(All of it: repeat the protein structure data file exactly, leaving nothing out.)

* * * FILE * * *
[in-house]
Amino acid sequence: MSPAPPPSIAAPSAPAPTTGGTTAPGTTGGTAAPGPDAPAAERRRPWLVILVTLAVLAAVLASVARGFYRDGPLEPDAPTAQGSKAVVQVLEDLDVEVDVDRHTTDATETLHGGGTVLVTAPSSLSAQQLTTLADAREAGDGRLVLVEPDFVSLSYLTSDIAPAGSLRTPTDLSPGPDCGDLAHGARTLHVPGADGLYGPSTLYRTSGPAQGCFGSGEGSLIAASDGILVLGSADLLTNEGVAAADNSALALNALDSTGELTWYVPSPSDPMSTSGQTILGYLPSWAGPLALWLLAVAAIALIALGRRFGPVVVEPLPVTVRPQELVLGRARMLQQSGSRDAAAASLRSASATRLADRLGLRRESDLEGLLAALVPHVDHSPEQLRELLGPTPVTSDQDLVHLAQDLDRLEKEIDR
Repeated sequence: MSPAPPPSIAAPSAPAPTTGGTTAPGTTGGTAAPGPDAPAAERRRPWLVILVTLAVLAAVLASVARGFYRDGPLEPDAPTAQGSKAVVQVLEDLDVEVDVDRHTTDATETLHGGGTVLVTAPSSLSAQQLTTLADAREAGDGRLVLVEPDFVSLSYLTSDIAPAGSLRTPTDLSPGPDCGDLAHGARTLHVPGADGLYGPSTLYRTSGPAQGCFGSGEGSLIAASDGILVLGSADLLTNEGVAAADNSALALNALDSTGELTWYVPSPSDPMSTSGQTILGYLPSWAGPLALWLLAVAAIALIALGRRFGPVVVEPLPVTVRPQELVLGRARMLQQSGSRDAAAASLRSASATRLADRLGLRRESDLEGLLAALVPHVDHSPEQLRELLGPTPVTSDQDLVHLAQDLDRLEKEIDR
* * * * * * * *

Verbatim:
[in-house]
Amino acid sequence: MSPAPPPSIAAPSAPAPTTGGTTAPGTTGGTAAPGPDAPAAERRRPWLVILVTLAVLAAVLASVARGFYRDGPLEPDAPTAQGSKAVVQVLEDLDVEVDVDRHTTDATETLHGGGTVLVTAPSSLSAQQLTTLADAREAGDGRLVLVEPDFVSLSYLTSDIAPAGSLRTPTDLSPGPDCGDLAHGARTLHVPGADGLYGPSTLYRTSGPAQGCFGSGEGSLIAASDGILVLGSADLLTNEGVAAADNSALALNALDSTGELTWYVPSPSDPMSTSGQTILGYLPSWAGPLALWLLAVAAIALIALGRRFGPVVVEPLPVTVRPQELVLGRARMLQQSGSRDAAAASLRSASATRLADRLGLRRESDLEGLLAALVPHVDHSPEQLRELLGPTPVTSDQDLVHLAQDLDRLEKEIDR
Repeated sequence: MSPAPPPSIAAPSAPAPTTGGTTAPGTTGGTAAPGPDAPAAERRRPWLVILVTLAVLAAVLASVARGFYRDGPLEPDAPTAQGSKAVVQVLEDLDVEVDVDRHTTDATETLHGGGTVLVTAPSSLSAQQLTTLADAREAGDGRLVLVEPDFVSLSYLTSDIAPAGSLRTPTDLSPGPDCGDLAHGARTLHVPGADGLYGPSTLYRTSGPAQGCFGSGEGSLIAASDGILVLGSADLLTNEGVAAADNSALALNALDSTGELTWYVPSPSDPMSTSGQTILGYLPSWAGPLALWLLAVAAIALIALGRRFGPVVVEPLPVTVRPQELVLGRARMLQQSGSRDAAAASLRSASATRLADRLGLRRESDLEGLLAALVPHVDHSPEQLRELLGPTPVTSDQDLVHLAQDLDRLEKEIDR